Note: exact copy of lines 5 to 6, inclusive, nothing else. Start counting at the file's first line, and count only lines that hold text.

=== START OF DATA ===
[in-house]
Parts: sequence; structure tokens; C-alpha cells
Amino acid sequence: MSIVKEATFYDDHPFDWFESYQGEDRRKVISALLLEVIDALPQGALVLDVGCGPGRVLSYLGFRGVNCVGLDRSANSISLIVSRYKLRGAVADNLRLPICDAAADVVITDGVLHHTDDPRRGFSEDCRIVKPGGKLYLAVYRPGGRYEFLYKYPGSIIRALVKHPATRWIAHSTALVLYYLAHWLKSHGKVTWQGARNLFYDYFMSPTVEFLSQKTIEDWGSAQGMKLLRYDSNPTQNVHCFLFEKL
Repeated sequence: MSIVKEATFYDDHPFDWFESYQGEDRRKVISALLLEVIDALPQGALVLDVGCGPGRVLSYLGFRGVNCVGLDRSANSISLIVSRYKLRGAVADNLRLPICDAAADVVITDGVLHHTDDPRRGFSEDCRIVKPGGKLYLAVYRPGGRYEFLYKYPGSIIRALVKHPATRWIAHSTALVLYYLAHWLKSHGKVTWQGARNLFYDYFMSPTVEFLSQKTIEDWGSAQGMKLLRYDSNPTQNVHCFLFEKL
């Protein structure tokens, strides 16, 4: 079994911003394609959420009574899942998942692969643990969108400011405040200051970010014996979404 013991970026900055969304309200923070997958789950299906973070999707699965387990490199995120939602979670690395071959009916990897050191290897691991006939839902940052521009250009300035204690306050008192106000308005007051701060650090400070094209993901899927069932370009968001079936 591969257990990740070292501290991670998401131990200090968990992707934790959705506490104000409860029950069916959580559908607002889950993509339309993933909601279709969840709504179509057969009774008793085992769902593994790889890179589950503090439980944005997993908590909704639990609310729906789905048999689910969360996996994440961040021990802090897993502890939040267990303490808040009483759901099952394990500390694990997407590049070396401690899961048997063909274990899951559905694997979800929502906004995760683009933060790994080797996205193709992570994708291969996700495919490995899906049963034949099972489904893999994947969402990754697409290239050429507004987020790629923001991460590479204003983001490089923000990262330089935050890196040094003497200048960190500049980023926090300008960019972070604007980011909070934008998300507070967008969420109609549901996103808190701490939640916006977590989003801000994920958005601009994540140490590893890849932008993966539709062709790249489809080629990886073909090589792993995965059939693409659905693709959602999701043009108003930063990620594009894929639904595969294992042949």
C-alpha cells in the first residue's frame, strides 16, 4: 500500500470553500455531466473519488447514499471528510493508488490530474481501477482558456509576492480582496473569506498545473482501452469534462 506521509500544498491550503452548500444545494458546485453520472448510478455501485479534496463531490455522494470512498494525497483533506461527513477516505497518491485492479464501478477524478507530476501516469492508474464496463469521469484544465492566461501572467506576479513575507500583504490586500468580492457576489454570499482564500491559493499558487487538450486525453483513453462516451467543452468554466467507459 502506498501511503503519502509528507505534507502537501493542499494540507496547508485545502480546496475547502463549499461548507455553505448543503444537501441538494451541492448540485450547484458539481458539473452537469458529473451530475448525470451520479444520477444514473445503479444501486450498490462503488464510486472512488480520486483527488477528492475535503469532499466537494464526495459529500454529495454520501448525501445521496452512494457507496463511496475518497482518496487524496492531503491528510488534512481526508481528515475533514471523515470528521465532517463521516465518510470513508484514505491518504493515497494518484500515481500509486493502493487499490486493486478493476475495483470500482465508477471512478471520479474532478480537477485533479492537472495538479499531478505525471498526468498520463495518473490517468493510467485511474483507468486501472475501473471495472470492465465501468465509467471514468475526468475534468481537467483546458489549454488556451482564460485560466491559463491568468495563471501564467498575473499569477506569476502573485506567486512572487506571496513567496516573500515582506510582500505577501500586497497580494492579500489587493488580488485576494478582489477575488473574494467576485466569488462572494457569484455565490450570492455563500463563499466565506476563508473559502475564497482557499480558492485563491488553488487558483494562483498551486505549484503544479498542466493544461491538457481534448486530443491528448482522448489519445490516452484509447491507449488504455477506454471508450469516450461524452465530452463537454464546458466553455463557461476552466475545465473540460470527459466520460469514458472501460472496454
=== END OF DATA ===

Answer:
């Protein structure tokens, strides 16, 4: 079994911003394609959420009574899942998942692969643990969108400011405040200051970010014996979404 013991970026900055969304309200923070997958789950299906973070999707699965387990490199995120939602979670690395071959009916990897050191290897691991006939839902940052521009250009300035204690306050008192106000308005007051701060650090400070094209993901899927069932370009968001079936 591969257990990740070292501290991670998401131990200090968990992707934790959705506490104000409860029950069916959580559908607002889950993509339309993933909601279709969840709504179509057969009774008793085992769902593994790889890179589950503090439980944005997993908590909704639990609310729906789905048999689910969360996996994440961040021990802090897993502890939040267990303490808040009483759901099952394990500390694990997407590049070396401690899961048997063909274990899951559905694997979800929502906004995760683009933060790994080797996205193709992570994708291969996700495919490995899906049963034949099972489904893999994947969402990754697409290239050429507004987020790629923001991460590479204003983001490089923000990262330089935050890196040094003497200048960190500049980023926090300008960019972070604007980011909070934008998300507070967008969420109609549901996103808190701490939640916006977590989003801000994920958005601009994540140490590893890849932008993966539709062709790249489809080629990886073909090589792993995965059939693409659905693709959602999701043009108003930063990620594009894929639904595969294992042949």
C-alpha cells in the first residue's frame, strides 16, 4: 500500500470553500455531466473519488447514499471528510493508488490530474481501477482558456509576492480582496473569506498545473482501452469534462 506521509500544498491550503452548500444545494458546485453520472448510478455501485479534496463531490455522494470512498494525497483533506461527513477516505497518491485492479464501478477524478507530476501516469492508474464496463469521469484544465492566461501572467506576479513575507500583504490586500468580492457576489454570499482564500491559493499558487487538450486525453483513453462516451467543452468554466467507459 502506498501511503503519502509528507505534507502537501493542499494540507496547508485545502480546496475547502463549499461548507455553505448543503444537501441538494451541492448540485450547484458539481458539473452537469458529473451530475448525470451520479444520477444514473445503479444501486450498490462503488464510486472512488480520486483527488477528492475535503469532499466537494464526495459529500454529495454520501448525501445521496452512494457507496463511496475518497482518496487524496492531503491528510488534512481526508481528515475533514471523515470528521465532517463521516465518510470513508484514505491518504493515497494518484500515481500509486493502493487499490486493486478493476475495483470500482465508477471512478471520479474532478480537477485533479492537472495538479499531478505525471498526468498520463495518473490517468493510467485511474483507468486501472475501473471495472470492465465501468465509467471514468475526468475534468481537467483546458489549454488556451482564460485560466491559463491568468495563471501564467498575473499569477506569476502573485506567486512572487506571496513567496516573500515582506510582500505577501500586497497580494492579500489587493488580488485576494478582489477575488473574494467576485466569488462572494457569484455565490450570492455563500463563499466565506476563508473559502475564497482557499480558492485563491488553488487558483494562483498551486505549484503544479498542466493544461491538457481534448486530443491528448482522448489519445490516452484509447491507449488504455477506454471508450469516450461524452465530452463537454464546458466553455463557461476552466475545465473540460470527459466520460469514458472501460472496454